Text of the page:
In Jett v. Commonwealth, Ky., 436 S.W.2d 788 (1969), we held that out-of-court statements of a prosecution or defense witness can be received as substantive evidence. There are four prerequisites to such admission: (1) both the person who is alleged to have made the out-of-court statement and the person who says he made it must appear as witnesses, and be subject to cross-examination; (2) a foundation must be laid by asking the witness about the statement; (3) the questioned statement must be contradictory to the witness' incourt testimony or, at least, must provide relevant information which the witness cannot remember at the trial, and, (4) the statement must be material and relevant to the issues of the case. In Jett, we rationalized our ruling:

"When both the person who is said to have made the out-of-court statement and the person who says he made it appear as witnesses under oath and subject to cross-examination there is simply no justification for not permitting the jury to hear, as substantive evidence, all they both have to say on the subject and to determine wherein lies the truth, . . . Id., at p. 792.

In this case, Munson was called as a witness for the Commonwealth. He had known both appellant and Margerum for quite some time. He had had a conversation at his home with Margerum after Kelly's body had been found. Munson denied that he had told Margerum that appellant had said if Kelly didn't come up with his money, he would kill him. Margerum, however, testified that Munson had made such a statement to him. All the requirements of Jett are present. There is no reason why the jury should not hear what "both have to say on the subject and to determine wherein lies the truth." Id., at 792.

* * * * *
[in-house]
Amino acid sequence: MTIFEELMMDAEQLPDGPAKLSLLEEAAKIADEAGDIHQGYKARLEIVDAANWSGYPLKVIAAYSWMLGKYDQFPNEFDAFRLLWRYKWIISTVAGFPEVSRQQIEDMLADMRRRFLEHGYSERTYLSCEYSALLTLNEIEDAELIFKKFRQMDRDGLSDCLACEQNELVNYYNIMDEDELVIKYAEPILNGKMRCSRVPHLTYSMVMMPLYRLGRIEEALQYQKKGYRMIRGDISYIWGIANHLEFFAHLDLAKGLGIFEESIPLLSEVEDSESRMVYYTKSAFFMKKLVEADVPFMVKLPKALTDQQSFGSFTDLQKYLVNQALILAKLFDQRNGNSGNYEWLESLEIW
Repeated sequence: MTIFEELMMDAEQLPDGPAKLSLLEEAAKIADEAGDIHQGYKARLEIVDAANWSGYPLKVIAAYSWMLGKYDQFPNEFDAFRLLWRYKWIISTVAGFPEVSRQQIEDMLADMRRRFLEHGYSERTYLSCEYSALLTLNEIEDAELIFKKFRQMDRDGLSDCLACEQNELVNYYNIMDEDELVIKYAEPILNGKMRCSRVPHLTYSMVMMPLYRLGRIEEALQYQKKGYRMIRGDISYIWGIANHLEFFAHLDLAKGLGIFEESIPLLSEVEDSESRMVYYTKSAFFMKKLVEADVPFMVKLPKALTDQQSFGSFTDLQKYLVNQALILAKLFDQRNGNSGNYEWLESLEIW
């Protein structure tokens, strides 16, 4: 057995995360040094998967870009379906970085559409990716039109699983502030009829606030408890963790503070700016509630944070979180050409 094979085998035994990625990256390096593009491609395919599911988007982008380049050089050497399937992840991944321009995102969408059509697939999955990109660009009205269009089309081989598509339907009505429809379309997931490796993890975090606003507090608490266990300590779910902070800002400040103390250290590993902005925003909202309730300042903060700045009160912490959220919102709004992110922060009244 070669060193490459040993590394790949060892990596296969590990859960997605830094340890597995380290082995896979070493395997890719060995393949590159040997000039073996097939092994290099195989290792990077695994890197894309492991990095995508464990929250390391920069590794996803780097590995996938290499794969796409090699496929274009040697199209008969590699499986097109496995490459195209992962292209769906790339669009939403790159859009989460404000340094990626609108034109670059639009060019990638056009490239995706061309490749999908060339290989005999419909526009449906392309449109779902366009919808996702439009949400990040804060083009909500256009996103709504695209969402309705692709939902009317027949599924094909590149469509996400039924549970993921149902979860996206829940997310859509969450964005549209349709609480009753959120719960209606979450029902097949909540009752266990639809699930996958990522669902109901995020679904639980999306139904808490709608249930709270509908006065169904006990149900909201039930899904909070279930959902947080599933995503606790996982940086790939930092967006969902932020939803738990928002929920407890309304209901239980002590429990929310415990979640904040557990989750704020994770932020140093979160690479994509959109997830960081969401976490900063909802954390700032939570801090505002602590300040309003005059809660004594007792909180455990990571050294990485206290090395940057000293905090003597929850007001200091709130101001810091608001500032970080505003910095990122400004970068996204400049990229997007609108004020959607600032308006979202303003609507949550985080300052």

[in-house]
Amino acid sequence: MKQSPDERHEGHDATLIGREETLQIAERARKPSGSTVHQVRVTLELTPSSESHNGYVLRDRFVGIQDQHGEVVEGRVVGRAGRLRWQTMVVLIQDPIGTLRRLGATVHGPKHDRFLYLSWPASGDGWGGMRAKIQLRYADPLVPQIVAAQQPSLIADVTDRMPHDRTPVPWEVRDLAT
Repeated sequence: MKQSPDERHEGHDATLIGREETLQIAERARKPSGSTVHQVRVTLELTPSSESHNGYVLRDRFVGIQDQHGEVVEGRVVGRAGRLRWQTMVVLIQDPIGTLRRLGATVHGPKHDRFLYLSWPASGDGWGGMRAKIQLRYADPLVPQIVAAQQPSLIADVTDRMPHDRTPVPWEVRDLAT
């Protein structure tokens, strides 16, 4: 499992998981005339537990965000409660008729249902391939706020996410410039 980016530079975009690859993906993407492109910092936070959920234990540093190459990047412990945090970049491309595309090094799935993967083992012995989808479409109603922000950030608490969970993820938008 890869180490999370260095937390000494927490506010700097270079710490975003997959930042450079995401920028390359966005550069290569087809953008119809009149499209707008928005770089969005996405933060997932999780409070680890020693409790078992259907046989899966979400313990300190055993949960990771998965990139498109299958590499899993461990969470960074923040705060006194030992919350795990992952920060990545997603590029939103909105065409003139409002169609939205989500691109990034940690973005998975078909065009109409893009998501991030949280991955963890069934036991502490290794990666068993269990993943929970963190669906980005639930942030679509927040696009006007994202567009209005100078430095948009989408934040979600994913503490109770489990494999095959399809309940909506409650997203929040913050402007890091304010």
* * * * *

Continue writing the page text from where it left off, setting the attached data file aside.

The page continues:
Appellant owned a .22 caliber revolver which had disappeared after the homicide. In his closing argument, the prosecutor enumerated evidence which he felt pointed to appellant's guilt. He stated:

"No. 4: George Nugent, Smith & Wesson,.22 * * * After Corky Kelly comes out of the ground, that .22 caliber has vanished into thin air. Now, I'll say again: I wonder what would happen if there was a drain plug out in the Ohio River."

Appellant argues that this statement constituted a comment on his failure to testify. He claims the message given to the jury was that appellant owned a pistol and failed to testify, thus offering the jury an explanation of its disappearance.

This argument, at best, is tenuous. The remark is ambiguous and indirect but should not be construed in its most damaging meaning. Donnelly v. DeChristoforo, 416 U.S. 637, 94 S. Ct. 1868, 40 L. Ed. 2d 431 (1974). The remark may be argumentative but it constituted no more than fair comment on the evidence. Hunt v. Commonwealth, Ky., 466 S.W.2d 957 (1971). We find no error and no prejudice here.


The warrant to search appellant's residence authorized a search for and a seizure of any personal property belonging to the decedent, any firearms, contraband or narcotics. The affidavits of two detectives investigating the case were submitted to support the issuance of the warrant.

The affidavits recited that Peter Margerum had told them about the cocaine deal between Kelly and appellant; that Margerum told them about the meeting at the restaurant before the delivery of the cocaine to appellant; that Kelly's body was found buried on the premises of Nugent Sand Company; that an employee of the sand company had stated that appellant owned a .22 caliber weapon. In addition, the affidavit described the results of an extensive, independent investigation supporting these facts.

Based on the statements in the affidavits, the issuing judge had sufficient detail to rely on something more reliable than a casual rumor. Spinelli v. United States, 393 U.S. 410, 89 S. Ct. 584, 21 L. Ed. 2d 637 (1969). There were reasonable grounds for believing that the property sought to be discovered was on the premises to be searched. Robinson v. Commonwealth, Ky., 550 S.W.2d 496 (1977). Under these circumstances, the search warrant was properly issued.

The judgment of the trial court is reversed and remanded.


STEPHENSON, J., dissents.

STEPHENSON, Justice, dissenting.

I agree that it was error to permit the jury to hear that portion of Bryant's statement which expressed an opinion as to guilt. However, in the context in which this error was committed and in view of the other evidence in the case, I am of the opinion there is no substantial possibility that the result would have been any different. I would affirm the case and accordingly dissent.